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Evidence Based Third Molar Surgery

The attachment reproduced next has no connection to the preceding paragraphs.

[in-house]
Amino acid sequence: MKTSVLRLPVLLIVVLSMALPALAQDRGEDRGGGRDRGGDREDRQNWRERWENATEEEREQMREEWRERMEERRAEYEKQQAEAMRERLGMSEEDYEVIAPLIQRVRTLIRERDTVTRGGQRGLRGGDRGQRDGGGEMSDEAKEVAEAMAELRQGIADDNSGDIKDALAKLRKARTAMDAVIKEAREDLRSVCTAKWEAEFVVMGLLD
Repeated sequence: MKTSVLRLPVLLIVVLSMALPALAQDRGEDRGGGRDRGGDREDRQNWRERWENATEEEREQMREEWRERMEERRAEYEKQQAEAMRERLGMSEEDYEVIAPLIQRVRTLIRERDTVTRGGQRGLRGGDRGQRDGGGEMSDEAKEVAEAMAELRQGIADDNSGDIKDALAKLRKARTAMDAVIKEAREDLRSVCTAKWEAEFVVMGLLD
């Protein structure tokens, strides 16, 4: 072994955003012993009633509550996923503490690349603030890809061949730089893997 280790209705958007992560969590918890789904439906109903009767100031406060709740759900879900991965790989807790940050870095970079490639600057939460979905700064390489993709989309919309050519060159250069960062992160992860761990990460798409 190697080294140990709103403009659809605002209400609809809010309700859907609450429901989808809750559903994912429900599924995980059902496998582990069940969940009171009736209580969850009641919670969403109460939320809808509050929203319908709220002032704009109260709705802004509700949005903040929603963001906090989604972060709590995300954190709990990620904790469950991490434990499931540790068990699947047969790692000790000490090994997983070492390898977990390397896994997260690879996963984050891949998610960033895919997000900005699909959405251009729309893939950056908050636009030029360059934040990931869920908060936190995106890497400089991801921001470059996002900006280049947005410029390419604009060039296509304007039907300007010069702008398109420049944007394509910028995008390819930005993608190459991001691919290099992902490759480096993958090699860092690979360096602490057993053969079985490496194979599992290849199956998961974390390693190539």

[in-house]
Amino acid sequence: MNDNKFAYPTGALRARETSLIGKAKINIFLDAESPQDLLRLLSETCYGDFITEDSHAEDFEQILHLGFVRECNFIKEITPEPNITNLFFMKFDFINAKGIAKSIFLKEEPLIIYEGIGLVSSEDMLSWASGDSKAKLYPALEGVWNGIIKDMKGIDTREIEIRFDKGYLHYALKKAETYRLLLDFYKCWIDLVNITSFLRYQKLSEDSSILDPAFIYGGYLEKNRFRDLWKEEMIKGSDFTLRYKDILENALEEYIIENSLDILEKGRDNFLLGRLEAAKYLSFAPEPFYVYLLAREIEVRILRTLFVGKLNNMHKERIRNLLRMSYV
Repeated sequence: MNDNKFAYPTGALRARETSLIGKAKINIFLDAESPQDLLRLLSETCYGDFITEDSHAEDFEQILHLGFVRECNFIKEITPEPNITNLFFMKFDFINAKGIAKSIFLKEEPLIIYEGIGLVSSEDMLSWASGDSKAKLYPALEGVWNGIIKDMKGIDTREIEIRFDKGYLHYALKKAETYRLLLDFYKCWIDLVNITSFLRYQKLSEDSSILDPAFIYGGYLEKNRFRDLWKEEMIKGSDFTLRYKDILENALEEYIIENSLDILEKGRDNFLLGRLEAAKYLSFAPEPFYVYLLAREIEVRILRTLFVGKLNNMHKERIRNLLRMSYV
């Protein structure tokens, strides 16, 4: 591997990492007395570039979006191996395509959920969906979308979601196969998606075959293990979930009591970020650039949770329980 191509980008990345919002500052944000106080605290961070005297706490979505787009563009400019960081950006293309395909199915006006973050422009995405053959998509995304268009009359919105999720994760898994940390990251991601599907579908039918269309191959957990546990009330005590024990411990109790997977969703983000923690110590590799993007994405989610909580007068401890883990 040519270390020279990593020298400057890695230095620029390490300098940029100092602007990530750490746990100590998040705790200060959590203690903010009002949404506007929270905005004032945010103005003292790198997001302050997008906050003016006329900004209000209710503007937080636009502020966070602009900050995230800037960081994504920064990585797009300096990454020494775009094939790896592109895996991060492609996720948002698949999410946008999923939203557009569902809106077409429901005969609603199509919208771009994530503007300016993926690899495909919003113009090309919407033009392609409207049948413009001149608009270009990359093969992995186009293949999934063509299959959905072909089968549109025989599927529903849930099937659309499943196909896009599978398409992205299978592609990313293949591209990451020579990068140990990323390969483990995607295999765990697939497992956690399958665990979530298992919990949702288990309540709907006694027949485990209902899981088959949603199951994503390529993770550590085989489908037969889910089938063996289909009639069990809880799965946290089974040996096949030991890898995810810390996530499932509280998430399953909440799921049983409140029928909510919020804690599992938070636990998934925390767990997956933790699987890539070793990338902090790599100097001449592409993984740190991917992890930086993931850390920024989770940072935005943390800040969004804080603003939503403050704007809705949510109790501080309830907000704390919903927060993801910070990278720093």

The American Association of Oral and Maxillofacial Surgeons (AAOMS) is an advocate for the practice of evidence-based medicine and dentistry. AAOMS strongly recommends that when considering treatment for patients, the oral and maxillofacial surgeon must apply pertinent available scientific data to each individual case, critically weigh treatment options, and choose a course of action that best fits the needs of the patient, while being mindful of the financial impact to the patient as well as the cost to society. The management of third molar teeth is a complex topic. Appropriate treatment options include removal, partial removal (coronectomy), or retention with subsequent clinical and radiographic surveillance and hygiene maintenance. There is general agreement in the medical and dental profession that the removal of third molar teeth is always appropriate when there is evidence of pathological changes such as periodontal disease, non-restorable carious lesions, infections, cysts, tumors, and damage to adjacent teeth. There is also general agreement that third molar teeth that are completely erupted and functional, painless, free of caries, in hygienic position with a healthy periodontium, without other associated pathologic conditions, are disease-free teeth that may not require extraction but do require hygiene maintenance and periodic clinical and radiographic surveillance if retained. The medical necessity for removal of erupted, partially (or visible) impacted, and fully impacted third molar teeth has been recently challenged by some political action groups and third party carriers. The controversy regarding the medical necessity for removal of third molar teeth seems to be centered on the usage of the term "asymptomatic" in describing the condition of the third molar teeth, or when the extraction of said teeth is described as "prophylactic." The term "asymptomatic" has been used to describe the condition of erupted, impacted or partially impacted third molar teeth. The word "asymptomatic" is an adjective that indicates the noun to which it refers (in this case the third molar) is neither causing nor exhibiting symptoms of